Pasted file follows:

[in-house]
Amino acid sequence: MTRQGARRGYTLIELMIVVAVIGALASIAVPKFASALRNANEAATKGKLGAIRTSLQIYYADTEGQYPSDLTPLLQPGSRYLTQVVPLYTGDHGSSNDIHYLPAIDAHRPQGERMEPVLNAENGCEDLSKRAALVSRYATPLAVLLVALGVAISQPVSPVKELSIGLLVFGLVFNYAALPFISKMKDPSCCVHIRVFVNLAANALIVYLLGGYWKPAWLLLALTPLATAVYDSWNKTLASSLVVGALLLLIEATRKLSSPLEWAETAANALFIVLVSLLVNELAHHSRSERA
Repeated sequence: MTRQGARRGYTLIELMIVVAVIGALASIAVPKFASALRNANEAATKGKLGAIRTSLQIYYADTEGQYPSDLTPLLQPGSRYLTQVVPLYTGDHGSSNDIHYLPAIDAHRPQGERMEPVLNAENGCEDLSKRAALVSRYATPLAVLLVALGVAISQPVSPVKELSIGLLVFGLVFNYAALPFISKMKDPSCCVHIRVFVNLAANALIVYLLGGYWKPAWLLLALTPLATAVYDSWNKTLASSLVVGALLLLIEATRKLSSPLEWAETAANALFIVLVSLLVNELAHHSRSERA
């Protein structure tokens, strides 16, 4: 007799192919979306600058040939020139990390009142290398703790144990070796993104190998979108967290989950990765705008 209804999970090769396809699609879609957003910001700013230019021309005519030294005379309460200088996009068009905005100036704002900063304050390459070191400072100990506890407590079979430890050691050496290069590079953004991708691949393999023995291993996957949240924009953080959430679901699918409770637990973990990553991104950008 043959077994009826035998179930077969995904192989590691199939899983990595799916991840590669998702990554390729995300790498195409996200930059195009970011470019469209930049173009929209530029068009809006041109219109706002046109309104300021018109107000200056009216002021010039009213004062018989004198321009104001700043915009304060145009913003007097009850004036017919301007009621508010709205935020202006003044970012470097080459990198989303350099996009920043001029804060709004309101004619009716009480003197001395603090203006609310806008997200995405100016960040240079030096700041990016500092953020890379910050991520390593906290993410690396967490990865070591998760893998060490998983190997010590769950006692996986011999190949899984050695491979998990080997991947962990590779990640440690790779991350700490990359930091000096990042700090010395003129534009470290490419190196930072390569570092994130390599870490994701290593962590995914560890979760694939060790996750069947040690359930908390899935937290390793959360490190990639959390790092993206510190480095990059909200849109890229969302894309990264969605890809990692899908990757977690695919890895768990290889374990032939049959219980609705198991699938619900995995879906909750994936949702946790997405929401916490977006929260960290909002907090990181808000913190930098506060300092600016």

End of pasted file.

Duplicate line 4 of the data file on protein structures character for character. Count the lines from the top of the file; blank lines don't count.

């Protein structure tokens, strides 16, 4: 007799192919979306600058040939020139990390009142290398703790144990070796993104190998979108967290989950990765705008 209804999970090769396809699609879609957003910001700013230019021309005519030294005379309460200088996009068009905005100036704002900063304050390459070191400072100990506890407590079979430890050691050496290069590079953004991708691949393999023995291993996957949240924009953080959430679901699918409770637990973990990553991104950008 043959077994009826035998179930077969995904192989590691199939899983990595799916991840590669998702990554390729995300790498195409996200930059195009970011470019469209930049173009929209530029068009809006041109219109706002046109309104300021018109107000200056009216002021010039009213004062018989004198321009104001700043915009304060145009913003007097009850004036017919301007009621508010709205935020202006003044970012470097080459990198989303350099996009920043001029804060709004309101004619009716009480003197001395603090203006609310806008997200995405100016960040240079030096700041990016500092953020890379910050991520390593906290993410690396967490990865070591998760893998060490998983190997010590769950006692996986011999190949899984050695491979998990080997991947962990590779990640440690790779991350700490990359930091000096990042700090010395003129534009470290490419190196930072390569570092994130390599870490994701290593962590995914560890979760694939060790996750069947040690359930908390899935937290390793959360490190990639959390790092993206510190480095990059909200849109890229969302894309990264969605890809990692899908990757977690695919890895768990290889374990032939049959219980609705198991699938619900995995879906909750994936949702946790997405929401916490977006929260960290909002907090990181808000913190930098506060300092600016």